2020 - Ch Beau-Séjour Bécot 1er Grand Cru Classé St Emilion
Colour
Red
Producer
Château Beauséjour Bécot
Region
St Emilion
Grape
Merlot / Cabernet Franc / Cabernet Sauvignon
Drinking
2026 - 2047
Case size
6x75cl
En Primeur

2020 CH BEAU-SÉJOUR BÉCOT 1ER GRAND CRU CLASSÉ ST EMILION - 6x75cl

Colour
Red
Producer
Château Beauséjour Bécot
Region
St Emilion
Grape
Merlot / Cabernet Franc / Cabernet Sauvignon
Drinking
2026 - 2047
Case size
6x75cl
En Primeur
In Bond
Case price £258.00 (Ex. VAT)
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Tasting Notes

  • NM

    Neal Martin, May 2021,
    Score: 92-94

    The 2020 Beau-Séjour Bécot was picked 8 September until 30 September, but mostly between 8-12 September, around 70% of the production. It is one of the highest percentages of Merlot in recent years partly due to restructuring of the vineyard and also higher yields (47-48hl/ha) compared to the Cabernets. With no SO2 used during fermentation and matured in 55% new oak (20hl Stockinger and Taransaud foudres and regular barriques) it is tightly wound on the nose, so I afforded the sample an hour to really open. It offers predominantly red berry fruit, wild mint and traces of dried honey, more floral scents emerging, violet and iris flower blossoming with time in the glass. The palate is medium-bodied with pliant tannins, very well judged acidity, a very graceful and unpretentious Saint-Émilion, harmonious with a touch of white pepper enhancing the precise finish. This is a classically styled Beau-Séjour Bécot that conveys a brooding intensity, so I would give it several years in the cellar. Drink 2028-2048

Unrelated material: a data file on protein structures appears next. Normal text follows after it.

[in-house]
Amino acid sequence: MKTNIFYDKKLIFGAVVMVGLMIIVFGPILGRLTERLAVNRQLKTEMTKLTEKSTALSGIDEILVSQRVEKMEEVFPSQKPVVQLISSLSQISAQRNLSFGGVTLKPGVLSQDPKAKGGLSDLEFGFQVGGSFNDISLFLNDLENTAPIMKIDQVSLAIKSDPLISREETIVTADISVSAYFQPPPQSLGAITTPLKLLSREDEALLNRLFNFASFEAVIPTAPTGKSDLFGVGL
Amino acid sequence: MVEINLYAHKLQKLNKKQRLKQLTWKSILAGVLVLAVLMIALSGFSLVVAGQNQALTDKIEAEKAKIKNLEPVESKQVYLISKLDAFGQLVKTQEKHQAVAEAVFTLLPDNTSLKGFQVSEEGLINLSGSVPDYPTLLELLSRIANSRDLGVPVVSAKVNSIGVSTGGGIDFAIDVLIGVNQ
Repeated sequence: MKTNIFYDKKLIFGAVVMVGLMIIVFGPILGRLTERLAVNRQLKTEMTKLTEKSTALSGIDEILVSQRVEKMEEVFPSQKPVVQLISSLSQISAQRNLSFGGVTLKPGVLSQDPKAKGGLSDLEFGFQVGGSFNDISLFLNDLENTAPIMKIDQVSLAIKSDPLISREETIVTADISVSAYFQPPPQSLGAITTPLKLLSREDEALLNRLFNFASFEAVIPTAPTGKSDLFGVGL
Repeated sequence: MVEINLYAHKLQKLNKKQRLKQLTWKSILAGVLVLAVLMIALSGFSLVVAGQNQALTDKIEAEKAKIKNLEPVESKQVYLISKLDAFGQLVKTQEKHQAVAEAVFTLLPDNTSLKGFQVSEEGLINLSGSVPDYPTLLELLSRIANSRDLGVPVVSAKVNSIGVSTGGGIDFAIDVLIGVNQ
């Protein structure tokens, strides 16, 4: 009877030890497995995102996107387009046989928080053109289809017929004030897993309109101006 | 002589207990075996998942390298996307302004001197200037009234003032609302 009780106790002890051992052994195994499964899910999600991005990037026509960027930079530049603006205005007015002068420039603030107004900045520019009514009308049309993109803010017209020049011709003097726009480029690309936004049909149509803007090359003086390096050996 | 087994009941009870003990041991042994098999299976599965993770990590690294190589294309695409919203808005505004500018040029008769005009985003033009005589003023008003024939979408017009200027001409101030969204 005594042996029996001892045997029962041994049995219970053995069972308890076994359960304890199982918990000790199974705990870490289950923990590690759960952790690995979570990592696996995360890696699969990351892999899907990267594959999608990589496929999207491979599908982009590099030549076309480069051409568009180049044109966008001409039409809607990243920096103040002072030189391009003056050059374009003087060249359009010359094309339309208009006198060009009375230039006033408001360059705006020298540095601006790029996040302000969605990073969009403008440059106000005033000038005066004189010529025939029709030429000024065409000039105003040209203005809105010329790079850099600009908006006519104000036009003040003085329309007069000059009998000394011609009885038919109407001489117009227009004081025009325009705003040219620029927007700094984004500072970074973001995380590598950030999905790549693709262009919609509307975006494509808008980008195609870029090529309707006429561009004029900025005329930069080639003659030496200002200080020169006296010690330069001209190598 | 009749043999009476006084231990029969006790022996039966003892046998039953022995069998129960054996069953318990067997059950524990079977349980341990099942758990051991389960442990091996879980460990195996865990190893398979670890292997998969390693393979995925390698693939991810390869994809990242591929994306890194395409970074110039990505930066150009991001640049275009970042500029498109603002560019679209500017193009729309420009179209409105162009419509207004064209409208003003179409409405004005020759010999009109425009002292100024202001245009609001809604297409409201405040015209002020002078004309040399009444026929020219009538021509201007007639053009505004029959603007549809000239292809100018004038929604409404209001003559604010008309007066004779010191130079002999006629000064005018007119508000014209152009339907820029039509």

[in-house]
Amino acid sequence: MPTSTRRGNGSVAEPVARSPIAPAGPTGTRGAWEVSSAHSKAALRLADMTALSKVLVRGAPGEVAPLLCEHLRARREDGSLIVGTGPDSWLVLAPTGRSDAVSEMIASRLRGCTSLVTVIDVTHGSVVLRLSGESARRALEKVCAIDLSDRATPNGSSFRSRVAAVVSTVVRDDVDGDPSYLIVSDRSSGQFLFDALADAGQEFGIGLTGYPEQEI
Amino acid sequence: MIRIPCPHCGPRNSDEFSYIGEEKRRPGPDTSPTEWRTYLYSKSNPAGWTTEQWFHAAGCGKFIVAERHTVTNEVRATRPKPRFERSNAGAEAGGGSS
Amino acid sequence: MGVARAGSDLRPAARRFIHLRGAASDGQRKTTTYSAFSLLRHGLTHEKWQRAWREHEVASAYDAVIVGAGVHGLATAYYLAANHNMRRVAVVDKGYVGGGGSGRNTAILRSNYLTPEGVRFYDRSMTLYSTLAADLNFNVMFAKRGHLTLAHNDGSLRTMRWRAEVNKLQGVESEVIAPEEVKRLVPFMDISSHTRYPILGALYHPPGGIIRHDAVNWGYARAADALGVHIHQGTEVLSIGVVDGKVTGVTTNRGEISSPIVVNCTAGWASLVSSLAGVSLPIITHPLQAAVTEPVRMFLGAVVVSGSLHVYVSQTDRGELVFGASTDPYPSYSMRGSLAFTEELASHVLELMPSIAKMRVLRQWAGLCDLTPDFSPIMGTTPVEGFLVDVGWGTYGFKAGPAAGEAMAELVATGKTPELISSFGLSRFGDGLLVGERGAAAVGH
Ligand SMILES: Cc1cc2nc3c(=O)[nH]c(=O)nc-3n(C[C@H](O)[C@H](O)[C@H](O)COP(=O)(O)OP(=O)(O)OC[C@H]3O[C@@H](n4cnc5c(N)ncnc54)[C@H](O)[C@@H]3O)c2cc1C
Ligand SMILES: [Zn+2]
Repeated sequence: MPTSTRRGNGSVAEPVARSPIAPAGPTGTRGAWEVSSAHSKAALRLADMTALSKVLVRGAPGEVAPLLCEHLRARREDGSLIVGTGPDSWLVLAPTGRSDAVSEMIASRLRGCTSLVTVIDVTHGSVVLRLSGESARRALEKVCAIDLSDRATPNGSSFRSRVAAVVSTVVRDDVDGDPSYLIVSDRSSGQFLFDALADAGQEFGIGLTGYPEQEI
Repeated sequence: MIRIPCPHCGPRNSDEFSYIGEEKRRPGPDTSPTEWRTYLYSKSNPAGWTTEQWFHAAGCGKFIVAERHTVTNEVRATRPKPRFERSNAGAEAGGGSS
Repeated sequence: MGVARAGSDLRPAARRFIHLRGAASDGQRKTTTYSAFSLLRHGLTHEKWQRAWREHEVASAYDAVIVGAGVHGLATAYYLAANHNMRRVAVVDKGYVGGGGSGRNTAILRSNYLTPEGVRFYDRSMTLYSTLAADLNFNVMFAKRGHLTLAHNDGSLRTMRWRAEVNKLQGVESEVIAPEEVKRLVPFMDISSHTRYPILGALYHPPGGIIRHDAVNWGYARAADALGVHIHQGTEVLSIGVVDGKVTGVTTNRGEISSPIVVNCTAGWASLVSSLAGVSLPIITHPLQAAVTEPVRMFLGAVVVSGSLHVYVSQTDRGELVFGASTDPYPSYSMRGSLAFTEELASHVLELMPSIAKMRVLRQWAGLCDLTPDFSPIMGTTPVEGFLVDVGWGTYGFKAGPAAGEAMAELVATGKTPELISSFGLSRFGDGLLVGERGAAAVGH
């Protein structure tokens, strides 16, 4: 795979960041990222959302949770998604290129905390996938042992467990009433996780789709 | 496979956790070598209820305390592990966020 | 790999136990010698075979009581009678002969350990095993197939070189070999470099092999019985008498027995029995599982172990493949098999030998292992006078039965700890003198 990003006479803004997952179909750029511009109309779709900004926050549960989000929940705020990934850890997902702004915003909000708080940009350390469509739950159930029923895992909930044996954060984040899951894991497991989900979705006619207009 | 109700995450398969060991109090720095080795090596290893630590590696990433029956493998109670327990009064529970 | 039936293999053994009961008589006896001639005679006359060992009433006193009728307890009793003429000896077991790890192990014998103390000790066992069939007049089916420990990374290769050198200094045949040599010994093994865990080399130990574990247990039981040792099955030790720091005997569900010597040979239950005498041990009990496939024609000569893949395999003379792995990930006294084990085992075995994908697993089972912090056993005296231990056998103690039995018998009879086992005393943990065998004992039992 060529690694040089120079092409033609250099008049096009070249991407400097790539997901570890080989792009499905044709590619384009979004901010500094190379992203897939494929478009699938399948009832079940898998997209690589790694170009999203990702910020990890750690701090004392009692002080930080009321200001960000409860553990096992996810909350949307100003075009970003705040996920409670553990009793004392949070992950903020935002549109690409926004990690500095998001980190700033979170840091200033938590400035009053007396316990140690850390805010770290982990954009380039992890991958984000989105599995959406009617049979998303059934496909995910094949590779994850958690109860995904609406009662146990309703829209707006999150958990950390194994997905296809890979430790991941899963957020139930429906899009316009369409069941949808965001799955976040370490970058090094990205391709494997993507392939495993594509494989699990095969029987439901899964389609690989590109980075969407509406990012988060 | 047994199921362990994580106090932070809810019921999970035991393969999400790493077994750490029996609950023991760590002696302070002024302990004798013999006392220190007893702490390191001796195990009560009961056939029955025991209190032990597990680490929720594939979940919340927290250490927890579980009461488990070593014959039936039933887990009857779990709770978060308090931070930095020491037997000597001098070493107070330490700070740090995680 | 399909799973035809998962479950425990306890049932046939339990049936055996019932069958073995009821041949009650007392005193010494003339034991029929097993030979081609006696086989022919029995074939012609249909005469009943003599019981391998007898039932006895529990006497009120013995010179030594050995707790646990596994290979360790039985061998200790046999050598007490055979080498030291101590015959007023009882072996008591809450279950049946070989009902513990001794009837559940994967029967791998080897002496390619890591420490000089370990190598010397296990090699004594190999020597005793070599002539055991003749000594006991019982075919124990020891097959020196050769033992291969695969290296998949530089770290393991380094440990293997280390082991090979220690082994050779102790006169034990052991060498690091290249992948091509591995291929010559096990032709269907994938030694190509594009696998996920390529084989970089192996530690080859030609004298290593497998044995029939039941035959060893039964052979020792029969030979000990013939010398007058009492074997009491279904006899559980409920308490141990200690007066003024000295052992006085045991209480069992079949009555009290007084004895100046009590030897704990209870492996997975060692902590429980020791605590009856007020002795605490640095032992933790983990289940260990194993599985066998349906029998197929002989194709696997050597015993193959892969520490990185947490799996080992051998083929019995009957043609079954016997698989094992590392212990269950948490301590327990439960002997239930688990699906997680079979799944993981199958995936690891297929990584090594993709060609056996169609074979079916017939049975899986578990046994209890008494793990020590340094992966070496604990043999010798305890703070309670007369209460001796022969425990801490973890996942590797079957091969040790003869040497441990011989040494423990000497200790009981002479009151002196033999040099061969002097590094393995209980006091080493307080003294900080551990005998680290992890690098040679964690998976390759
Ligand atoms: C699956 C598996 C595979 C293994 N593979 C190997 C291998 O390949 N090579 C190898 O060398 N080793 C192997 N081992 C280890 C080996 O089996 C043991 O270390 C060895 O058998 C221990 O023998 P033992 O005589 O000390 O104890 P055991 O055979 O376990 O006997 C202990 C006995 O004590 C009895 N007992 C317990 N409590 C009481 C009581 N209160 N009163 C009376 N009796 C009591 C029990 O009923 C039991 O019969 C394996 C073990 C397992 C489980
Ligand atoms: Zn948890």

• WA

    Wine Advocate, May 2021,
    Score: 95-97+

    Displaying a deep purple-black color, the 2020 Beau-Sejour Becot prances out of the glass with showy scents of preserved plums, chocolate-covered cherries, wild blueberries and raspberry preserves, plus suggestions of rose oil, ground cloves and licorice. The elegantly crafted, medium-bodied palate shimmers with energy, offering a fantastic intensity of crunchy red and black fruits, supported by fine-grained tannins and bold freshness, finishing long and perfumed. Simply stunning. Drink 2026-2050

  • DC

    Decanter, May 2021,
    Score: 95